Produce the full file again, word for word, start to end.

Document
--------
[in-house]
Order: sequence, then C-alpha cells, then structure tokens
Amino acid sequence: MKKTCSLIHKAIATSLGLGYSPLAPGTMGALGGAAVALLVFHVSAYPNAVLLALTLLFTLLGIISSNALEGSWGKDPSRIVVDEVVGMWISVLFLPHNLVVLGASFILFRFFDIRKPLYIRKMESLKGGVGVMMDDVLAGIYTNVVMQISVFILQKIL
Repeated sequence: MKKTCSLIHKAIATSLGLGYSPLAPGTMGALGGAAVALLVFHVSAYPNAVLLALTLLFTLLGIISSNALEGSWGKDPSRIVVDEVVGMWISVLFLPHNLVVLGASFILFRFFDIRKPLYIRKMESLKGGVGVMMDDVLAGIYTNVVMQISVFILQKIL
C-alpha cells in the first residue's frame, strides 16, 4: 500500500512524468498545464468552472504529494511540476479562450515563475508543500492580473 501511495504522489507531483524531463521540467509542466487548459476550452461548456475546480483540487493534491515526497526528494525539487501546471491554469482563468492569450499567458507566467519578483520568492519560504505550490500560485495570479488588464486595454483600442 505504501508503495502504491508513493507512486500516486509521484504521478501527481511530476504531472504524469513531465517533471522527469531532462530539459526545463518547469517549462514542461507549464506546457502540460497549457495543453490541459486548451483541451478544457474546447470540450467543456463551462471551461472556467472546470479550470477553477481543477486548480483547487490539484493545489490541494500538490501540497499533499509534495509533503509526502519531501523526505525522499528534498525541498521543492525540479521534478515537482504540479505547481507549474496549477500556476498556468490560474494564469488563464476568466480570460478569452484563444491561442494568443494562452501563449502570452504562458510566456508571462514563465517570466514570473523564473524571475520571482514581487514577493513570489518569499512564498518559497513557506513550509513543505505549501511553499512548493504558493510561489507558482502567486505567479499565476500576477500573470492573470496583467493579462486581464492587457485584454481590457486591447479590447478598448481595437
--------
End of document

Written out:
[in-house]
Order: sequence, then C-alpha cells, then structure tokens
Amino acid sequence: MKKTCSLIHKAIATSLGLGYSPLAPGTMGALGGAAVALLVFHVSAYPNAVLLALTLLFTLLGIISSNALEGSWGKDPSRIVVDEVVGMWISVLFLPHNLVVLGASFILFRFFDIRKPLYIRKMESLKGGVGVMMDDVLAGIYTNVVMQISVFILQKIL
Repeated sequence: MKKTCSLIHKAIATSLGLGYSPLAPGTMGALGGAAVALLVFHVSAYPNAVLLALTLLFTLLGIISSNALEGSWGKDPSRIVVDEVVGMWISVLFLPHNLVVLGASFILFRFFDIRKPLYIRKMESLKGGVGVMMDDVLAGIYTNVVMQISVFILQKIL
C-alpha cells in the first residue's frame, strides 16, 4: 500500500512524468498545464468552472504529494511540476479562450515563475508543500492580473 501511495504522489507531483524531463521540467509542466487548459476550452461548456475546480483540487493534491515526497526528494525539487501546471491554469482563468492569450499567458507566467519578483520568492519560504505550490500560485495570479488588464486595454483600442 505504501508503495502504491508513493507512486500516486509521484504521478501527481511530476504531472504524469513531465517533471522527469531532462530539459526545463518547469517549462514542461507549464506546457502540460497549457495543453490541459486548451483541451478544457474546447470540450467543456463551462471551461472556467472546470479550470477553477481543477486548480483547487490539484493545489490541494500538490501540497499533499509534495509533503509526502519531501523526505525522499528534498525541498521543492525540479521534478515537482504540479505547481507549474496549477500556476498556468490560474494564469488563464476568466480570460478569452484563444491561442494568443494562452501563449502570452504562458510566456508571462514563465517570466514570473523564473524571475520571482514581487514577493513570489518569499512564498518559497513557506513550509513543505505549501511553499512548493504558493510561489507558482502567486505567479499565476500576477500573470492573470496583467493579462486581464492587457485584454481590457486591447479590447478598448481595437